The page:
Turns out the Republican Party is not embracing a more moderate platform after all.
Consider this week’s case study, abortion. Anti-choice legislation “remains a top priority for me and my colleagues,” majority leader Eric Cantor announced to a frozen crowd of 25,000 at the March for Life, an annual rally on the National Mall. Cantor said he’ll rush to hold a vote next week on the No Taxpayer Funding for Abortion Act, which would deny abortion coverage to women insured through Medicaid, and could require the IRS to audit rape victims.
Reince Priebus, chair of the Republican National Committee, paused the RNC’s annual meeting on Wednesday and arranged for bus transportation so members could attend the rally. Meanwhile, fifteen RNC members introduced a resolution urging Republican candidates to make anti-choice policies a prominent part of the GOP’s platform.
“The Republican National Committee urges all Republican pro-life candidates, consultants, and other national Republican Political Action Committees to reject a strategy of silence on the abortion issue when candidates are attacked with ‘war on women’ rhetoric,” reads the resolution. Committee members will vote on that principle on Friday.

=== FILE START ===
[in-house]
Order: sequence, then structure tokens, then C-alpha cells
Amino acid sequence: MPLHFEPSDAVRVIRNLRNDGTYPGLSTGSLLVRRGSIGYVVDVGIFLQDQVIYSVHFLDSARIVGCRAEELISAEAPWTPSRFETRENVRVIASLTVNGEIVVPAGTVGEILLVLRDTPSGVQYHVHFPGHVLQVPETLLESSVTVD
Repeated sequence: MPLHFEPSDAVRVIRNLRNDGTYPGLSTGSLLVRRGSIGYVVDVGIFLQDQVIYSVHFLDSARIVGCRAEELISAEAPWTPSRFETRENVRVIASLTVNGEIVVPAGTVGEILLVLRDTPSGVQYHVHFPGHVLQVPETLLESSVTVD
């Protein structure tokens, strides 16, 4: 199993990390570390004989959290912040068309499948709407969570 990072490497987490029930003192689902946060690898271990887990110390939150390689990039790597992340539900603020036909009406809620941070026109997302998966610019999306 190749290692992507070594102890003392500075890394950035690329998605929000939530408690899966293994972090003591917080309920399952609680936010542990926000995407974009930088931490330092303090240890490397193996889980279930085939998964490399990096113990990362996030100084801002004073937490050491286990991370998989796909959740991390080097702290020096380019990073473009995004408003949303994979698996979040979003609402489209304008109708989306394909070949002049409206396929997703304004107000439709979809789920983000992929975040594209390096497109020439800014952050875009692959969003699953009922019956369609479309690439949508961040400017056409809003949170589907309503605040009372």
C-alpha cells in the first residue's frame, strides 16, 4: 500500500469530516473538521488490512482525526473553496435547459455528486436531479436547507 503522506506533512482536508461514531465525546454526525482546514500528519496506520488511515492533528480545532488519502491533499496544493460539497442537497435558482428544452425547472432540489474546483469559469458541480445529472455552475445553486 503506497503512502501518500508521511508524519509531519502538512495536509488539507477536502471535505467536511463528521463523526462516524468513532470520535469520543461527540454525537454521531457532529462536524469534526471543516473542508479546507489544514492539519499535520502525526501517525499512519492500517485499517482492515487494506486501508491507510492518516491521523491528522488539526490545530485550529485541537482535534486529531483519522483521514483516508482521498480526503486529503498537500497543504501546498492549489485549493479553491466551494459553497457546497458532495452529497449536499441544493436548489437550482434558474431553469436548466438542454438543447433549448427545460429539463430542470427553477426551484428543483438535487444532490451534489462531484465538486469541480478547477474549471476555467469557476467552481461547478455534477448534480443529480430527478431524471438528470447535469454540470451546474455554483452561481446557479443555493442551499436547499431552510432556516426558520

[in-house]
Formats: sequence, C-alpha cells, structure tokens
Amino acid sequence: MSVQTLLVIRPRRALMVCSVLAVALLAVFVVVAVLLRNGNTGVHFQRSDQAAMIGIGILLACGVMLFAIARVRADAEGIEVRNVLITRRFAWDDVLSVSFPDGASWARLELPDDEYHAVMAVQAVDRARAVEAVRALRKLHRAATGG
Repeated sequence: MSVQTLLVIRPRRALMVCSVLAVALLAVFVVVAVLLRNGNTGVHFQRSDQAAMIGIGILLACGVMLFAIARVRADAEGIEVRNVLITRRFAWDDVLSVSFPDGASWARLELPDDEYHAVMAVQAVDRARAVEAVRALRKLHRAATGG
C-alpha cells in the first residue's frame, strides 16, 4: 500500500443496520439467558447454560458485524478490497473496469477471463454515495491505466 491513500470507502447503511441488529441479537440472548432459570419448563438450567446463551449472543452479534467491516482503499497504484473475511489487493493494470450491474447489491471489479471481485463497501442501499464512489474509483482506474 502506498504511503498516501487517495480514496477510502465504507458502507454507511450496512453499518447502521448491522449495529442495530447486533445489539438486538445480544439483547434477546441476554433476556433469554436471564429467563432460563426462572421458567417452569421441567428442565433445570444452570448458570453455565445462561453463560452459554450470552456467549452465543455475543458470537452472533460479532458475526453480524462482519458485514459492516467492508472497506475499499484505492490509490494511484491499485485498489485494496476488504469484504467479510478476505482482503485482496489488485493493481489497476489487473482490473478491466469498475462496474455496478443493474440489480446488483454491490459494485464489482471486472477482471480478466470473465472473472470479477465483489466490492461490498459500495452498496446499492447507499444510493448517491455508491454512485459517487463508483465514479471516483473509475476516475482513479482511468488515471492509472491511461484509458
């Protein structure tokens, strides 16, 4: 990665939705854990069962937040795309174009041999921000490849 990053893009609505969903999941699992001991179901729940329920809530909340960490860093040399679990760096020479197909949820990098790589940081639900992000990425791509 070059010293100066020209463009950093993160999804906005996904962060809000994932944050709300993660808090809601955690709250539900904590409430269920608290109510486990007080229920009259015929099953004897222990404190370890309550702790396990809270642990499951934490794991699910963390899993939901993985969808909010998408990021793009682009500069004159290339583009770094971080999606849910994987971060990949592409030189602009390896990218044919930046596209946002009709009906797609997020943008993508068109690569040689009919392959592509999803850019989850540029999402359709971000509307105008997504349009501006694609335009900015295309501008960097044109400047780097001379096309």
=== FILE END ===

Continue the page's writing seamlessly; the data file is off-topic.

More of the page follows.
After voters punished anti-choice candidates in 2012 and 2013—most memorably Senate hopeful Todd Aiken, who said that in cases of “a legitimate rape, the female body has ways to try to shut that whole thing down”—there was some reason to expect the GOP to talk less frequently and more quietly about abortion. Reince Priebus himself penned an autopsy of the 2012 elections in which he didn’t mention abortion explicitly but warned, “When it comes to social issues, the Party must in fact and deed be inclusive and welcoming. If we are not, we will limit our ability to attract young people and others, including many women, who agree with us on some but not all issues.”
Republicans are now signaling that they will reinvigorate anti-abortion messaging in the midterms. In a one-two punch designed to fire up both the religious right and anti-government conservatives, Republicans are harnessing anti-Obamacare furor to reframe the abortion debate, arguing that the healthcare law appropriates billions of taxpayer dollars for federally funded abortions and infringes on religious freedom to boot. This message is directed at boosting turnout from the base, particularly in conservative states where Democratic senators are facing tough re-election campaigns. The GOP will look to female candidates, in particular, to press an anti-abortion platform more forcefully, according to party spokeswoman Kirsten Kukowski. Several outspoken abortion opponents have launched primary bids for Senate seats, including Karen Handel in Georgia, Joni Ernst in Iowa, Jo Rae Perkins in Oregon, and Nancy Mace, who is challenging Lindsey Graham for his seat in South Carolina.